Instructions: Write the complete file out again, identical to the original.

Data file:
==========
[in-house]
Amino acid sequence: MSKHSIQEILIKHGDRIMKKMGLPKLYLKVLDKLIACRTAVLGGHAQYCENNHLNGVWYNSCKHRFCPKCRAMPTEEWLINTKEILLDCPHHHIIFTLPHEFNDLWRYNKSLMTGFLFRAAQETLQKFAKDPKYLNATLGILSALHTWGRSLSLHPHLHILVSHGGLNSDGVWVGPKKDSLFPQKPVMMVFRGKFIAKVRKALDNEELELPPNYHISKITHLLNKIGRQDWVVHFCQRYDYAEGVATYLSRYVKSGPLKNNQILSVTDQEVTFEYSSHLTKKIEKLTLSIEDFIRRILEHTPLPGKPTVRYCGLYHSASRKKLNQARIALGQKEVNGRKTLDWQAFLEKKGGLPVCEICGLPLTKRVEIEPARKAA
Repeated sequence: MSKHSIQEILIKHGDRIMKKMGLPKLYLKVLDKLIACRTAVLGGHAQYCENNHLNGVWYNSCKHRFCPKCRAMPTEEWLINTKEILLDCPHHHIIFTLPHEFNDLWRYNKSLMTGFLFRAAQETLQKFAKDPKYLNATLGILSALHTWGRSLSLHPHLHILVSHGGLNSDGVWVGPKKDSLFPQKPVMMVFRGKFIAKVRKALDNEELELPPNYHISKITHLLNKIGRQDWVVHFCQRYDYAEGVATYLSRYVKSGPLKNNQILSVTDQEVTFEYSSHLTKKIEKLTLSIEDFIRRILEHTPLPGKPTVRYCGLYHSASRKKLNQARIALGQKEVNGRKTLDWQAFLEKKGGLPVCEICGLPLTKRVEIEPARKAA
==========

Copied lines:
[in-house]
Amino acid sequence: MSKHSIQEILIKHGDRIMKKMGLPKLYLKVLDKLIACRTAVLGGHAQYCENNHLNGVWYNSCKHRFCPKCRAMPTEEWLINTKEILLDCPHHHIIFTLPHEFNDLWRYNKSLMTGFLFRAAQETLQKFAKDPKYLNATLGILSALHTWGRSLSLHPHLHILVSHGGLNSDGVWVGPKKDSLFPQKPVMMVFRGKFIAKVRKALDNEELELPPNYHISKITHLLNKIGRQDWVVHFCQRYDYAEGVATYLSRYVKSGPLKNNQILSVTDQEVTFEYSSHLTKKIEKLTLSIEDFIRRILEHTPLPGKPTVRYCGLYHSASRKKLNQARIALGQKEVNGRKTLDWQAFLEKKGGLPVCEICGLPLTKRVEIEPARKAA
Repeated sequence: MSKHSIQEILIKHGDRIMKKMGLPKLYLKVLDKLIACRTAVLGGHAQYCENNHLNGVWYNSCKHRFCPKCRAMPTEEWLINTKEILLDCPHHHIIFTLPHEFNDLWRYNKSLMTGFLFRAAQETLQKFAKDPKYLNATLGILSALHTWGRSLSLHPHLHILVSHGGLNSDGVWVGPKKDSLFPQKPVMMVFRGKFIAKVRKALDNEELELPPNYHISKITHLLNKIGRQDWVVHFCQRYDYAEGVATYLSRYVKSGPLKNNQILSVTDQEVTFEYSSHLTKKIEKLTLSIEDFIRRILEHTPLPGKPTVRYCGLYHSASRKKLNQARIALGQKEVNGRKTLDWQAFLEKKGGLPVCEICGLPLTKRVEIEPARKAA